Russian Orthodox Church Architecture

  1. Basic architectural problem
    1. Same as Byzantine church architecture.
    2. Problem: how to reconcile the symbolic content of the building with the difficulty of getting it to stand up.
      1. Symbolic content
        1. church building is a symbol of the universe
        2. dome above stands for the open heavens
        3. square/rectangular base stands for the earth below
        4. the light from the heavens above "breaks in" to the earth below and transfigures our world. a fundamentally different approach to church architecture than in the Western tradition (e,g. Gothic) where our attention is directed above to transcend this world.
      2. Structural Problem
        1. how to get a round dome on a square base
        2. essential nature of solution: throw something across the corners of the building
        3. variations of this structural solution along with decorative variations for the history of Russian Orthodox church architecture.
  2. Early Byzantine Influence
    1. Hagia (St.) Sophia in Kiev (1036-1046). 010
      1. built by Yaroslav the Wise
      2. imitation of Justinian's Hagia Sophia in Constantinople. 036, 034, 035
      3. basilica: series of 5 aisles East to West
      4. central dome over the great crossing symbolizing Christ
      5. 12 smaller domes representing the Apostles
      6. originally low "helmet" domes over the "drums"
      7. probably an overall pyramid shape
      8. decorated with mosaics and wall paintings
      9. some secular decorations
        1. 2 actors (one masked) fighting
        2. musicians playing string instruments
      10. by 1018 there were 400 churches in Kiev
    2. Church of the Transfiguration in Chernigov
      1. "cross in the square" floor plan
      2. porches added from monastic influence
      3. lack of fancy decoration on outside walls
  3. Vladimir/Suzdal Period
    1. Vladimir superseded Kiev as capital of Russia
    2. classic Russian modification of Byzantine style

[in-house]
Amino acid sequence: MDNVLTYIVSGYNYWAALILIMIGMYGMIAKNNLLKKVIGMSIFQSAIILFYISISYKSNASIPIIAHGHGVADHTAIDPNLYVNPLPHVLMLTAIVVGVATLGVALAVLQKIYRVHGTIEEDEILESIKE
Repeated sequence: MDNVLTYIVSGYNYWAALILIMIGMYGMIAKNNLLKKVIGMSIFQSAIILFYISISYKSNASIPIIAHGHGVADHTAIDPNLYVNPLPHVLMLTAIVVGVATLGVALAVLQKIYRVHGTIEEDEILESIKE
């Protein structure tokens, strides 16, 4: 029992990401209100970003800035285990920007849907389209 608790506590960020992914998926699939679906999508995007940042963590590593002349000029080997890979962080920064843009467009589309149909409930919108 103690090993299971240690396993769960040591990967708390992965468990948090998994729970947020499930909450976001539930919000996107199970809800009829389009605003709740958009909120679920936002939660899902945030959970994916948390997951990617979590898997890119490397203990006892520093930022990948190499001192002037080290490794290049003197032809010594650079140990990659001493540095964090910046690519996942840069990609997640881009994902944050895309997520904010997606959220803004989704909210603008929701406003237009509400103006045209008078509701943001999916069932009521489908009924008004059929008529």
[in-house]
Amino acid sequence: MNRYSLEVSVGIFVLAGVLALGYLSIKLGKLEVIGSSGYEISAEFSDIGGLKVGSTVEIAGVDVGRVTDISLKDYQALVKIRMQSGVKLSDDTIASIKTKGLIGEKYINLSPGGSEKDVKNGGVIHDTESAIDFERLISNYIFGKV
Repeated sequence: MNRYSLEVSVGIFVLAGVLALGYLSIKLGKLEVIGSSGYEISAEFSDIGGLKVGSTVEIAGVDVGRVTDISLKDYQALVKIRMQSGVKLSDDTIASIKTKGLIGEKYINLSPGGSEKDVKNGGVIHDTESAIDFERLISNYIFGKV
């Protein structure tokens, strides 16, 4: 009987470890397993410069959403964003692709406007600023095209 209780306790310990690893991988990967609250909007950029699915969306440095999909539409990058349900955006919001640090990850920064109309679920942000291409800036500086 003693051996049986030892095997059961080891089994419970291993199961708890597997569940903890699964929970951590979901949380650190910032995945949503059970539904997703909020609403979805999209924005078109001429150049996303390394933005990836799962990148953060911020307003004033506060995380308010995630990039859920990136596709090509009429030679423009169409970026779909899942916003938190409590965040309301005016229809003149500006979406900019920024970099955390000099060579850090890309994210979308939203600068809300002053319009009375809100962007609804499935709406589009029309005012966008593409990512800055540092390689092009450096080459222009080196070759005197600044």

3. 3 aisles terminating in apses at the east end
    4. appearance of a narrow, cylindrical drum upholding the dome
    5. Church of the Pokrov on the river Nerl. 012
      1. small scale
      2. cubic proportions
      3. single dome
      4. sculptured decoration on walls
    6. Cathedral of St. Dmitri at Vladimir (1194-97) shows sculptured decorations, some reminiscent of wood-carving. 013, 014, 039
  4. The Novgorod Period
    1. St. Sophia (1045-52). 042
      1. town's principal church and coronation church of its princes
      2. 5 domes, 3 aisles
    2. Church of St. George in the Yuriev Monastery (1119). 011
      1. only 3 domes
      2. transformation of squat Byzantine dome into the pointed Russian one was under way. Strong resemblance to the helmet worn by Russian soldiers at that time.
    3. Late 13th century marks a halt in Novgorod's cultural life. Novgorod pays tribute to the Mongols.
    4. Introduction of sloping roof. Better suited to the Russian climate.
    5. Three-fold division of exterior walls, heightened and decorated drum, helmet shaped dome.
  5. Wooden Churches. 021, 022, 023, 025, 026, 027, 028, 032
    1. Contributed to the Moscow architectural style.
    2. Octagonal plan, tent shaped roof.
    3. External staircase with a sloped roof.
  6. The Moscow Period
    1. The Russian Church transforms its seat from Vladimir to Moscow in 1328
    2. Cathedral of the Assumption built by the Italian architect Fioravanti for Ivan III, after the cathedral of the same name in Vladimir. 003, 006
  7. Later developments in architecture
    1. kokoshniki: arches thrown on top of arches. 004,
    2. decorative effect of kokoshniki
    3. first Italian influence in Moscow Kremlin: Renaissance details on walls of exterior. 007, 047
    4. tent-shaped churches (first built of logs)
    5. extreme verticality implemented with kokoshniki
    6. St. Basil's in Red Square. 040,
    7. basis for bell towers after Patriarch Nikon: Tower of Ivan the Terrible in Kremlin. 052,
  8. Successive Western Influence
    1. Baroque: rounded walls, sweeping staircases
    2. St. Peter and Paul in St. Petersburg
    3. Neoclassicism: Holy Trinity Cathedral in Nevsky Lavra in St. Petersburg
  9. Interior of Russian Churches
    1. light of the divine presence transfiguring the cosmos
    2. light diffused through narrow lanced windows in drums. 034,
    3. based on Revelation's description of the New Jerusalem with constant light from no known source (bathed in light)
    4. use of frescoes and icons to make present the whole community of saints
    5. main dome over great crossing: Pantocrator (God the Ruler of all) at top of dome; prophets of Israel, angels at lower ranks in drum. 037, 038
    6. main walls: major scenes from Gospels; church feasts and councils; saints
    7. iconostasis: 002. Royal doors have four evangelists and feasts of Annunciation; Last Supper on lintel above Royal doors; image of Savior to right of Royal doors and Virgin to left; Deacons and angels on other doors; second rank 12 feasts of church year; 3rd rank: Lord in Glory flanked by John the Baptist and Mother of God and saints and church fathers (called the Deisis); highest rank: prophets and patriarchs of the Old Testament
    8. main apse behind the iconostasis: Mother of God
    9. Russian architecture treats iconostasis increasingly as a wall
    10. only people in holy orders can enter beyond the iconostasis
    11. only priests and deacons can pass through Royal Doors